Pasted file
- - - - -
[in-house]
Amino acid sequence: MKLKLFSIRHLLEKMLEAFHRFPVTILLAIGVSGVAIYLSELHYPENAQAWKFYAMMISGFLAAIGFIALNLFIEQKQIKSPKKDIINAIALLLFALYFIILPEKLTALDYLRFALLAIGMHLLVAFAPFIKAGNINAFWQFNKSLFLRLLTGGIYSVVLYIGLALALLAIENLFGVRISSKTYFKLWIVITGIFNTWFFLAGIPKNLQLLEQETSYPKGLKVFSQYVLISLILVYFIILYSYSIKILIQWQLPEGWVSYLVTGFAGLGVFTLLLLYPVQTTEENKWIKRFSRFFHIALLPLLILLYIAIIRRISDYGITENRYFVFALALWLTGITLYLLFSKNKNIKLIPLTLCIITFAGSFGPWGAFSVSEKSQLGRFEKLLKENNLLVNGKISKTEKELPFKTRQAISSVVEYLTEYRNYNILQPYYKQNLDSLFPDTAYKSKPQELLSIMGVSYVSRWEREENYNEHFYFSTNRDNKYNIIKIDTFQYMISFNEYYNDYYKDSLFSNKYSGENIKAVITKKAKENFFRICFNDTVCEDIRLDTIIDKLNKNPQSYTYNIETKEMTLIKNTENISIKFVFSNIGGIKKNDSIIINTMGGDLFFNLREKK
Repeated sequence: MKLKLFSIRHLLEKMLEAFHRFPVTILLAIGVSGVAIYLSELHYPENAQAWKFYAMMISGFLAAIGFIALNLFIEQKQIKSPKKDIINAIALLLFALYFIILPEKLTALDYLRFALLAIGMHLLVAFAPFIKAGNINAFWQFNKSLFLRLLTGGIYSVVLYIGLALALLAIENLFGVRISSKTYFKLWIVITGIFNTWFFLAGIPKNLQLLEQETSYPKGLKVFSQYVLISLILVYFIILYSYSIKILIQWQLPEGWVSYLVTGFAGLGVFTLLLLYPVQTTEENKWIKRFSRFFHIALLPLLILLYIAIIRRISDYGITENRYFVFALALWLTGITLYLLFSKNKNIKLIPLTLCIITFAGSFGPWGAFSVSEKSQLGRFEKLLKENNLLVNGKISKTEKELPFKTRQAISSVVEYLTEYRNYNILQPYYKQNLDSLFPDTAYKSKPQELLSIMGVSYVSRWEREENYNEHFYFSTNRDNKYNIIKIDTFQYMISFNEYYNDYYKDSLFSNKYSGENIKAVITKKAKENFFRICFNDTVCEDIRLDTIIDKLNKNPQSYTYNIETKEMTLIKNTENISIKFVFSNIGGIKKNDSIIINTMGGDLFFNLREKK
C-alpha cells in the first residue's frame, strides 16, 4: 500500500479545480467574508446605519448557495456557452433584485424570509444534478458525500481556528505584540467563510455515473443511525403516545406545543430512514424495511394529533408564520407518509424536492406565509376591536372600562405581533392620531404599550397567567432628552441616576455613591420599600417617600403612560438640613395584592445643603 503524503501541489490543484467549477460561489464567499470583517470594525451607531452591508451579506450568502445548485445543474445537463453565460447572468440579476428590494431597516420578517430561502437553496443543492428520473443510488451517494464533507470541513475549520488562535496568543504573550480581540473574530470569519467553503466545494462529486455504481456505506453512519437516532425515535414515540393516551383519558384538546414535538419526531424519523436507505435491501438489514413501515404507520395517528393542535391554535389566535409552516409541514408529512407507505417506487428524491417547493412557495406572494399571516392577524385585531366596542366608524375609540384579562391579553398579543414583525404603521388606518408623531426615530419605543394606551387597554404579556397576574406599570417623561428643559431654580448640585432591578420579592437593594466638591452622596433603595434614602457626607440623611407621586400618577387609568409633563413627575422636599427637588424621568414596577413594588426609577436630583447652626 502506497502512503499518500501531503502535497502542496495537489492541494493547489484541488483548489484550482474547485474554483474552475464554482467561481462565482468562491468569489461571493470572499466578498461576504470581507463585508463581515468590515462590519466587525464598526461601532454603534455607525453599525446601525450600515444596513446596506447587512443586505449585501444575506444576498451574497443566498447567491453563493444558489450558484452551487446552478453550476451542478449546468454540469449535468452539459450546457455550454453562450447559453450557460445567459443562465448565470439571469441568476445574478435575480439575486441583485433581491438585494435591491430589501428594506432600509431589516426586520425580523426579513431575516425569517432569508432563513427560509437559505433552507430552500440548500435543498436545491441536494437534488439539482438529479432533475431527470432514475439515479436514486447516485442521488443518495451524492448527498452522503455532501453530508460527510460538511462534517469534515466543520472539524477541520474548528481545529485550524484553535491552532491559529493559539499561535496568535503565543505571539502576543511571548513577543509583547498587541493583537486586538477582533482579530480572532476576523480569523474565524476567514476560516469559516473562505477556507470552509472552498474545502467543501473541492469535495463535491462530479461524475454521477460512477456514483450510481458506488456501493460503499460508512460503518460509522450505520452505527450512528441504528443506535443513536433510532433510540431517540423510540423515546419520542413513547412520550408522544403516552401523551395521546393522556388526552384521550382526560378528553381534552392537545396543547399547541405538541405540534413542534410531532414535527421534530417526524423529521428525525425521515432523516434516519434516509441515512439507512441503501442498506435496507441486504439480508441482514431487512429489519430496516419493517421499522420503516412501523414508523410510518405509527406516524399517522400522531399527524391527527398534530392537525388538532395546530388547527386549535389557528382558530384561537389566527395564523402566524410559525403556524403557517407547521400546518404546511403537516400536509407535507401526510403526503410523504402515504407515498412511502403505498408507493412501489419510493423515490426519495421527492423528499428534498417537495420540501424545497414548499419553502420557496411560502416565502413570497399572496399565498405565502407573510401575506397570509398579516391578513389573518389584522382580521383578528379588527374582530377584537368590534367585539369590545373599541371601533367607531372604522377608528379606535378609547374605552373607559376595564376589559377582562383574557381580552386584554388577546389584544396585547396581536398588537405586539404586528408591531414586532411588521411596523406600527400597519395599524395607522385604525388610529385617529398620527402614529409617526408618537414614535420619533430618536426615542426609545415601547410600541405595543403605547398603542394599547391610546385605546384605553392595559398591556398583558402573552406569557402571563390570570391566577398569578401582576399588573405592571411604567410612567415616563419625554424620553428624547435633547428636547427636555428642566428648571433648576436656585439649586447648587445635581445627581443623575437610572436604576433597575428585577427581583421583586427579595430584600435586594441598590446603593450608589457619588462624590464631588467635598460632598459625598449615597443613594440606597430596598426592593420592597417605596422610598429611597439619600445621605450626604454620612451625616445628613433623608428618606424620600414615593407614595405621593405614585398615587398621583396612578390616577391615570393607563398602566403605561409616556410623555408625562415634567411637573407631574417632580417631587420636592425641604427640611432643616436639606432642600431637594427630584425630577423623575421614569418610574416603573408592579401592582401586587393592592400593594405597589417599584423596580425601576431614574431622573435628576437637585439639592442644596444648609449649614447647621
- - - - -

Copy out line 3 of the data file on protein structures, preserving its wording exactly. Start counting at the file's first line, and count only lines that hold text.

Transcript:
Repeated sequence: MKLKLFSIRHLLEKMLEAFHRFPVTILLAIGVSGVAIYLSELHYPENAQAWKFYAMMISGFLAAIGFIALNLFIEQKQIKSPKKDIINAIALLLFALYFIILPEKLTALDYLRFALLAIGMHLLVAFAPFIKAGNINAFWQFNKSLFLRLLTGGIYSVVLYIGLALALLAIENLFGVRISSKTYFKLWIVITGIFNTWFFLAGIPKNLQLLEQETSYPKGLKVFSQYVLISLILVYFIILYSYSIKILIQWQLPEGWVSYLVTGFAGLGVFTLLLLYPVQTTEENKWIKRFSRFFHIALLPLLILLYIAIIRRISDYGITENRYFVFALALWLTGITLYLLFSKNKNIKLIPLTLCIITFAGSFGPWGAFSVSEKSQLGRFEKLLKENNLLVNGKISKTEKELPFKTRQAISSVVEYLTEYRNYNILQPYYKQNLDSLFPDTAYKSKPQELLSIMGVSYVSRWEREENYNEHFYFSTNRDNKYNIIKIDTFQYMISFNEYYNDYYKDSLFSNKYSGENIKAVITKKAKENFFRICFNDTVCEDIRLDTIIDKLNKNPQSYTYNIETKEMTLIKNTENISIKFVFSNIGGIKKNDSIIINTMGGDLFFNLREKK